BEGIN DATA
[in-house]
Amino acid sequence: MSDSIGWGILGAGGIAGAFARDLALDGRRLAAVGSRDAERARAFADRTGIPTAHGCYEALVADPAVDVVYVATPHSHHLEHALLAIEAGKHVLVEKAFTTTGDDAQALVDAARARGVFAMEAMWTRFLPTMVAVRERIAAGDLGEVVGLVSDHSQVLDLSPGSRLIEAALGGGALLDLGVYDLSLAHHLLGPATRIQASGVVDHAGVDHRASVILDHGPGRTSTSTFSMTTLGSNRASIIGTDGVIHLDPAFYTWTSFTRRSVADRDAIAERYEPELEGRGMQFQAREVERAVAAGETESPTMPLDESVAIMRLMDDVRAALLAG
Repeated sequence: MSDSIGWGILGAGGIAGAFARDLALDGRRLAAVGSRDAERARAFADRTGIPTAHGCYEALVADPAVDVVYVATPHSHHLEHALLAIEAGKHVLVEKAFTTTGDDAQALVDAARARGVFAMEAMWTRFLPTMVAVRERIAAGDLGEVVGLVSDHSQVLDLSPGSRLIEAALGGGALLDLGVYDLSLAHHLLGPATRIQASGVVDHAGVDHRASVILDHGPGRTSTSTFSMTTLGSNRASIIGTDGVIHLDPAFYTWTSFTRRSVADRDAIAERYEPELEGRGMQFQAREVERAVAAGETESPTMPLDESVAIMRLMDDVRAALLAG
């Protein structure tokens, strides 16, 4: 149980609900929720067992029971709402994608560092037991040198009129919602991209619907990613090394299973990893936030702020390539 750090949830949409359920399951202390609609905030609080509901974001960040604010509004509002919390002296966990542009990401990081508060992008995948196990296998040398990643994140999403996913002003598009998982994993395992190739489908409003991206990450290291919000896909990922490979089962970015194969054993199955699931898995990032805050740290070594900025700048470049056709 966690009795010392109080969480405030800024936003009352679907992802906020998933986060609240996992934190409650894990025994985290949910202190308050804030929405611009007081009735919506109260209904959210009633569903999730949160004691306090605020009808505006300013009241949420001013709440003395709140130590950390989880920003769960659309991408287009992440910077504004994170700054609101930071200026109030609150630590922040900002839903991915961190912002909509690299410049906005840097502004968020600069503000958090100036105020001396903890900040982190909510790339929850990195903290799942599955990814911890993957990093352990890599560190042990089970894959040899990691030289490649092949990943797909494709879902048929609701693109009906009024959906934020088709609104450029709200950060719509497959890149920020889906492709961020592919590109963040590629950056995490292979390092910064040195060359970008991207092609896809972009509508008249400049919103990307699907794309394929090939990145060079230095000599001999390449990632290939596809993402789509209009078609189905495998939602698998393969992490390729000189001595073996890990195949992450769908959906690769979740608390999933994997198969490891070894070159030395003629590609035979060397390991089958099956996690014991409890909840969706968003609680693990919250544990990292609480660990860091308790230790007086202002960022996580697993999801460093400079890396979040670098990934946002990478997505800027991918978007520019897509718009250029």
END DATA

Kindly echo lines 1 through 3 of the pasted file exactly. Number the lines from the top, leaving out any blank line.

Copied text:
[in-house]
Amino acid sequence: MSDSIGWGILGAGGIAGAFARDLALDGRRLAAVGSRDAERARAFADRTGIPTAHGCYEALVADPAVDVVYVATPHSHHLEHALLAIEAGKHVLVEKAFTTTGDDAQALVDAARARGVFAMEAMWTRFLPTMVAVRERIAAGDLGEVVGLVSDHSQVLDLSPGSRLIEAALGGGALLDLGVYDLSLAHHLLGPATRIQASGVVDHAGVDHRASVILDHGPGRTSTSTFSMTTLGSNRASIIGTDGVIHLDPAFYTWTSFTRRSVADRDAIAERYEPELEGRGMQFQAREVERAVAAGETESPTMPLDESVAIMRLMDDVRAALLAG
Repeated sequence: MSDSIGWGILGAGGIAGAFARDLALDGRRLAAVGSRDAERARAFADRTGIPTAHGCYEALVADPAVDVVYVATPHSHHLEHALLAIEAGKHVLVEKAFTTTGDDAQALVDAARARGVFAMEAMWTRFLPTMVAVRERIAAGDLGEVVGLVSDHSQVLDLSPGSRLIEAALGGGALLDLGVYDLSLAHHLLGPATRIQASGVVDHAGVDHRASVILDHGPGRTSTSTFSMTTLGSNRASIIGTDGVIHLDPAFYTWTSFTRRSVADRDAIAERYEPELEGRGMQFQAREVERAVAAGETESPTMPLDESVAIMRLMDDVRAALLAG